My job as a beat reporter means I spend tons of time hassling elected officials. I cover Dewey Beach, Del., a 1.7-mile resort town where politics is as much a hobby as anything else. On occasion, I run into committee chairs or town commissioners in supermarket isles or in-line at Wawa. We shake hands, gab government for a few minutes and go about our business.
Rick Solloway has been mayor of Dewey for about a month, now. Despite being a novice at municipal politics, I was impressed by the firmness and decisiveness with which he guided his first council meeting. He’s a clean guy, young, trim and gregarious; the kind of dude you’d want to run into at a baseball game, or a sports shop.
Of course, I ran into Solloway in front of my local Gamestop, where his kids were shopping for a new DS game.
He stood outside the store, spooning chocolate ice-cream from a paper cup. The nor’easter in progress didn’t seem to bother him; he was already soaked through, his muddy cleats telling me he’d played softball through the gale. We clapped paws in a handshake and jawed about the recent roads committee meeting – flooded streets, department of transportation grants, so on. I was waiting for him to ask why I was here; shame burned my cheeks just thinking about it.
But why? There were other 20-pluses milling about in the store, I could see them now – the pale, portly specimens fingering used copies of Gears of War 2. I was assembling a confession when his son slapped a copy of Jedi Alliance against the glass.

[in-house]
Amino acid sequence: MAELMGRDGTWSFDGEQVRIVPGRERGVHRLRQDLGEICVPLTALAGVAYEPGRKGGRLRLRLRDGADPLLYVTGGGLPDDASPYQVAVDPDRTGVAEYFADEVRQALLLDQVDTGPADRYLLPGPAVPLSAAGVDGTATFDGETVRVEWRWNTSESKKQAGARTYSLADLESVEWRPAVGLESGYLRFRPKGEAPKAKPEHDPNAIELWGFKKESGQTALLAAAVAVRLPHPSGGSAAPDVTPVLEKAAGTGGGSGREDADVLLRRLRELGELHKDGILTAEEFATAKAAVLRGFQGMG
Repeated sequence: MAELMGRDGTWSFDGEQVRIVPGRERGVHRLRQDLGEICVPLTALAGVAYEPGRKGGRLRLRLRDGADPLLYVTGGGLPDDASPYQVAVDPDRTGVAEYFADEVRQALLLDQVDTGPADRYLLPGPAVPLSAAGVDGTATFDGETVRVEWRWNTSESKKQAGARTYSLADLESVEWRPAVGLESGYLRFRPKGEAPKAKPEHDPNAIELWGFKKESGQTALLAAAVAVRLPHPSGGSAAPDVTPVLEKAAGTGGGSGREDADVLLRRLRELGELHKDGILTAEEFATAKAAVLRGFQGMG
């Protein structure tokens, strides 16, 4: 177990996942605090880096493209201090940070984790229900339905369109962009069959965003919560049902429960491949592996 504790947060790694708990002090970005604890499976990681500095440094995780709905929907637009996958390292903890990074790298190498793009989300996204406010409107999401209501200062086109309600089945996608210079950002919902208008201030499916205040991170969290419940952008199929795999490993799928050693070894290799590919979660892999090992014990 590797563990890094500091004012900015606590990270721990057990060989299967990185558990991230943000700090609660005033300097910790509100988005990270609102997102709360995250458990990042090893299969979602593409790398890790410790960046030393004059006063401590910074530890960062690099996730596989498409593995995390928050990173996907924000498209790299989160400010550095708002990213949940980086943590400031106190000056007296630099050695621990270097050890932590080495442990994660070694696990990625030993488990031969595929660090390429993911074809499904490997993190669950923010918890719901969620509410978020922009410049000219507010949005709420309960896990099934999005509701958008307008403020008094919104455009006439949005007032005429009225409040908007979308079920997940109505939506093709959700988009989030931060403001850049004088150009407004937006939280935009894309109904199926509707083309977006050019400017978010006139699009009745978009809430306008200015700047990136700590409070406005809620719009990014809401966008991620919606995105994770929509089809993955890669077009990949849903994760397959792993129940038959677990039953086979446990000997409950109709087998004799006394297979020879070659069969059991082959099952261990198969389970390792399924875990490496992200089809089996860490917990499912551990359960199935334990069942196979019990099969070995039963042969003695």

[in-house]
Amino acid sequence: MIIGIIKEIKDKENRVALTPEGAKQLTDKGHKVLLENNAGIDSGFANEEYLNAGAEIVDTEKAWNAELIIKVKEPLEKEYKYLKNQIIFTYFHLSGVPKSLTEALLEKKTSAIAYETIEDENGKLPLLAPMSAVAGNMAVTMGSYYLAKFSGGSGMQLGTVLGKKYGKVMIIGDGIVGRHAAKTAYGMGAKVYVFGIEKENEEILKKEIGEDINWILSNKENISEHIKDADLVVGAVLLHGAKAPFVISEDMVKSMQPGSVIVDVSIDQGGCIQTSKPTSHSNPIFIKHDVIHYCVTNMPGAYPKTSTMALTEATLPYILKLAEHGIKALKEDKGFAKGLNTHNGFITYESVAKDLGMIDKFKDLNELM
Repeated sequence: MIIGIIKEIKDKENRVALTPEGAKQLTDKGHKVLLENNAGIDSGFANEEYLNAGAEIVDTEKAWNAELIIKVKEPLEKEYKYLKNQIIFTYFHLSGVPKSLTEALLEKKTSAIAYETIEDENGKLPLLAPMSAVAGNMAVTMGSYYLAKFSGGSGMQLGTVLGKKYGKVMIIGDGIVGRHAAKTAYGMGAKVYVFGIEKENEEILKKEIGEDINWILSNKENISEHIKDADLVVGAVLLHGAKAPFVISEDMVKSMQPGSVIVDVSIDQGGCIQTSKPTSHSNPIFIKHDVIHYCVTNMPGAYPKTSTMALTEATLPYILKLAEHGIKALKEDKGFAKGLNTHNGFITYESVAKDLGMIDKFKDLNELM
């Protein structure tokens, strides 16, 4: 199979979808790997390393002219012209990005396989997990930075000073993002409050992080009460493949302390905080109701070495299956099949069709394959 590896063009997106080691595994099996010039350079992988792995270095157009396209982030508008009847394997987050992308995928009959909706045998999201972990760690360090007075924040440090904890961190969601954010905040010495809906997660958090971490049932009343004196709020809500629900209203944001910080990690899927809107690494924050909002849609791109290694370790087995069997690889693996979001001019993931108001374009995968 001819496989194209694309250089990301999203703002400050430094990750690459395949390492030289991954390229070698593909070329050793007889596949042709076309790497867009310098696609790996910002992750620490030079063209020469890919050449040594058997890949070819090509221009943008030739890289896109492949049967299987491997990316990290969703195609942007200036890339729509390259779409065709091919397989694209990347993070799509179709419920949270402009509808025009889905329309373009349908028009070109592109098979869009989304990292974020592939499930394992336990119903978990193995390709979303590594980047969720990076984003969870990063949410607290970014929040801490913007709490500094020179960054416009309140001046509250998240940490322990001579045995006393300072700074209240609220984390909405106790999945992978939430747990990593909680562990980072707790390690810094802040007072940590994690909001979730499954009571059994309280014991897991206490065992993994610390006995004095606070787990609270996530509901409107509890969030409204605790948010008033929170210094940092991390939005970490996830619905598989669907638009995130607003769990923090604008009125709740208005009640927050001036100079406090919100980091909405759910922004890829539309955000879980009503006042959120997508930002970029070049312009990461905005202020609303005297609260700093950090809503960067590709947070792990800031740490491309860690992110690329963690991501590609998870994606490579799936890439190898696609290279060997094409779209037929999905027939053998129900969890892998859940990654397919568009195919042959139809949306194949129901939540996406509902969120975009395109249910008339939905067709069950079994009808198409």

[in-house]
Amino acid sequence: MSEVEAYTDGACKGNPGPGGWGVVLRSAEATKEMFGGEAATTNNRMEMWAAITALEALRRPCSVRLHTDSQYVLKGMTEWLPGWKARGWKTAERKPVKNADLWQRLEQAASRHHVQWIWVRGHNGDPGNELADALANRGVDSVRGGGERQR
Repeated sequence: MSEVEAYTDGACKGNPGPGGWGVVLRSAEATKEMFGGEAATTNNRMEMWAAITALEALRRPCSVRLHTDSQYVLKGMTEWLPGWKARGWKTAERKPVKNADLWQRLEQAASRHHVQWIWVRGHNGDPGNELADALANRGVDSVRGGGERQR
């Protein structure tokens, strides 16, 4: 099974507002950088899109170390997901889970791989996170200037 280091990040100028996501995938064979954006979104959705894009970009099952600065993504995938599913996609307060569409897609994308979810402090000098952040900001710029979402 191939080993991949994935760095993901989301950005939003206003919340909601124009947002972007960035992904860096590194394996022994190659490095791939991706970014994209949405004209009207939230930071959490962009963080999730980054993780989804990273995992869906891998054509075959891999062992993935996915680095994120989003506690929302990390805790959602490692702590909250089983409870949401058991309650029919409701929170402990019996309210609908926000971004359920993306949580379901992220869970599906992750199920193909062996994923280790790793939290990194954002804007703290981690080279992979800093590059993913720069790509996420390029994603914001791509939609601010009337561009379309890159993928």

“Pick one,” Solloway shouted through the glass, mouthing one and holding up a finger to prove the point.
“I’m here to pick up a game, too,” I muttered.
“Oh yeah?” he said, perfectly feigning interest.
“Sure. It’s indoor weather, you know?” Like hell he knew. The man just spent a morning cracking triples in a 30 mile-per-hour gale. He probably doesn’t believe in “indoor weather,” like he doesn’t believe in Santa Claus, or losing.
I briefly contemplate telling him about Bioshock: How it’s a critique of objectivism, choice, the FPS genre and videogames at large. But he’s smiling and nodding, and I’m suddenly very comfortable with leaving it at that – I’m buying a diversion on a rainy day, much as I might drop in for a matinee.
His kid slaps Jedi Alliance against the window. Now he’s nodding, confident in his choice. I almost say: You know, the Star Wars license has been real crap lately, they’re just farming it out cross-platform to maximize profit without a blessed care about quality or content…almost.
“Good choice,” I say, with an oblivious wink. “Take it easy, mayor.”